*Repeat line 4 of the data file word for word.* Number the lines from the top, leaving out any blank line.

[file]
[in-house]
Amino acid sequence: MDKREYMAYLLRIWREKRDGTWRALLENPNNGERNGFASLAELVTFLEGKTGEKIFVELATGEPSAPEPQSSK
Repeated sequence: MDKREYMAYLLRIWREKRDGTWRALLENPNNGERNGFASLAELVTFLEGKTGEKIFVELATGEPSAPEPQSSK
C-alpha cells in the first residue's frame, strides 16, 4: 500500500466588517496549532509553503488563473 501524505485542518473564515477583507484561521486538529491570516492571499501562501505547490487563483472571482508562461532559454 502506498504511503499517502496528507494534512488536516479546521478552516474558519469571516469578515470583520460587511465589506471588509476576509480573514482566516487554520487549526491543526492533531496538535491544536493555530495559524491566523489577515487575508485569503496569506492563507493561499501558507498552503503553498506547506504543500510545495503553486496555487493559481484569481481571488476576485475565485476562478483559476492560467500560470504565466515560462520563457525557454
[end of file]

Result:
C-alpha cells in the first residue's frame, strides 16, 4: 500500500466588517496549532509553503488563473 501524505485542518473564515477583507484561521486538529491570516492571499501562501505547490487563483472571482508562461532559454 502506498504511503499517502496528507494534512488536516479546521478552516474558519469571516469578515470583520460587511465589506471588509476576509480573514482566516487554520487549526491543526492533531496538535491544536493555530495559524491566523489577515487575508485569503496569506492563507493561499501558507498552503503553498506547506504543500510545495503553486496555487493559481484569481481571488476576485475565485476562478483559476492560467500560470504565466515560462520563457525557454